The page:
I have an idea. Take a moment to think about the ideas you’ve conjured up today. How many did you think up? And how did they manifest? I’m willing to bet that the majority of them didn’t come from you sitting down and saying, “Think! Think! Think!” More likely to have happened is you lived your life as normal, but had an experience that caused you to change your perspective and ideate. If that’s the case, then maximizing these perspective-changing-induced-ideation-phases should be your priority if thinking of new ideas is your goal – and why wouldn’t it be?

You’re always just one idea away from greatness – from coming up with a new way to take college level classes online (Coursera), from inventing a method to track your pet’s activity (Whistle), or from thinking of a way to help you be a better driver (Automatic). Every successful (and unsuccessful) business starts with an idea, and if that’s not tantalizing enough, the fact is that ideas can be executed in the real world so much easier these days thanks to sites like Kickstarter and Indiegogo, shows like Shark Tank and American Inventor, and idea incubators like Ycombinator and Excelerate Labs. We’re a world awaiting new ideas and we reward those who come up with ideas from Silly Bandz to Solar Panels with money and recognition.

The question then is how do you come up with ideas? And how do you know whether or not an idea is a winner? I’ll leave the second question up to you to answer, but as for how to come up with ideas, there are articles upon articles written all about techniques to get your mind buzzing with thought. I tend to believe that ideas can come in surprising packages, created out of thin air when you may least expect it.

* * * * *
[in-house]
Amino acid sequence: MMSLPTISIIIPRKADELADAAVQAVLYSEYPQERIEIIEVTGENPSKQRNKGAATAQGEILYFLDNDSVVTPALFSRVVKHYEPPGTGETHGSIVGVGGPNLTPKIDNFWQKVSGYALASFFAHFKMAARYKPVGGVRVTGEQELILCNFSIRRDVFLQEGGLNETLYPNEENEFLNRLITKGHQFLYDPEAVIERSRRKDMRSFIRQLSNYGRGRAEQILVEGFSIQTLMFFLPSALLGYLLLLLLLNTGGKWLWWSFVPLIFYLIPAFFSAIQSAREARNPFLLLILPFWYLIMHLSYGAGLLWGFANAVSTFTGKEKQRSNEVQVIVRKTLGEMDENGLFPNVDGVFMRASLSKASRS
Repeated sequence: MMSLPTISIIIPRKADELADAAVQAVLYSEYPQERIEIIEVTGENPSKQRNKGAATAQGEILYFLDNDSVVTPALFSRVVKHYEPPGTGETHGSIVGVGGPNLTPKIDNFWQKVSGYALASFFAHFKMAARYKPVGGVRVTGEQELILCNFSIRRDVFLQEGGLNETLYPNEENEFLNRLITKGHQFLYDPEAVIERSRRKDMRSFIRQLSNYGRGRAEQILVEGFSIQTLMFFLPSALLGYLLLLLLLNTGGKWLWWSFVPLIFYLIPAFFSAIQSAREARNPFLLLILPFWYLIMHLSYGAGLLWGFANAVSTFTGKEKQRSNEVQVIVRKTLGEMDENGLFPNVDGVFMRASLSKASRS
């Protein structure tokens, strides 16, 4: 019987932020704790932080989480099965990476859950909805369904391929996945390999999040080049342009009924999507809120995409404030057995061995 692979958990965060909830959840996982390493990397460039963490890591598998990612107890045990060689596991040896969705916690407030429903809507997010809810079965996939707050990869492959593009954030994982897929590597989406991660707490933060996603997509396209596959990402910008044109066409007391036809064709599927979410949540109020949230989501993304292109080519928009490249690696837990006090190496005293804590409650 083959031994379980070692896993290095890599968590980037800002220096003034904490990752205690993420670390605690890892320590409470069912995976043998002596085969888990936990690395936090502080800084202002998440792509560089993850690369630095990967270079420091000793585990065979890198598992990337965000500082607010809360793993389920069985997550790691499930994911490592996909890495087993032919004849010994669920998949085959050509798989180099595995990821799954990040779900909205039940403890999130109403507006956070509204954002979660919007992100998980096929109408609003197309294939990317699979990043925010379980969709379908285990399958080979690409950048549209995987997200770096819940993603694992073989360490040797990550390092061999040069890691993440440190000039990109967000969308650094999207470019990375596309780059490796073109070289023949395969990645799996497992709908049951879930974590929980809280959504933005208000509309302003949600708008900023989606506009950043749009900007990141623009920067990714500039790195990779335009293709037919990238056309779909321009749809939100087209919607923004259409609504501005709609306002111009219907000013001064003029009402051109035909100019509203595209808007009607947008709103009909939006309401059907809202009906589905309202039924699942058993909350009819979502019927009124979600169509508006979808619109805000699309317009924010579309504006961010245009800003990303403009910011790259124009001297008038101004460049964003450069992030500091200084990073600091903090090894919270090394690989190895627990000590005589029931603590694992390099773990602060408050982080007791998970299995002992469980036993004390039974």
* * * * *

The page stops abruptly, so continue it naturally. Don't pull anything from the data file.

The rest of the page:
So if you find yourself wanting more ideas to pick a winner from, here are 3 surprisingly nonsensical, absurd ways to get you thinking:

1. Shower, Drive, and Get Bored More Often

It may not be empirically provable, but showers might be the best idea generating machines. Showers can transport you to an entirely different dimension just by spinning in circles as warm water hits you. You can come up with an idea for an App, write a letter to your crush, and find a way to achieve world peace, all as you shampoo your hair. The goal here isn’t to increase the amount of time you shower (got to stay environmentally friendly), but to be conscious of the shower’s propensity for ideation.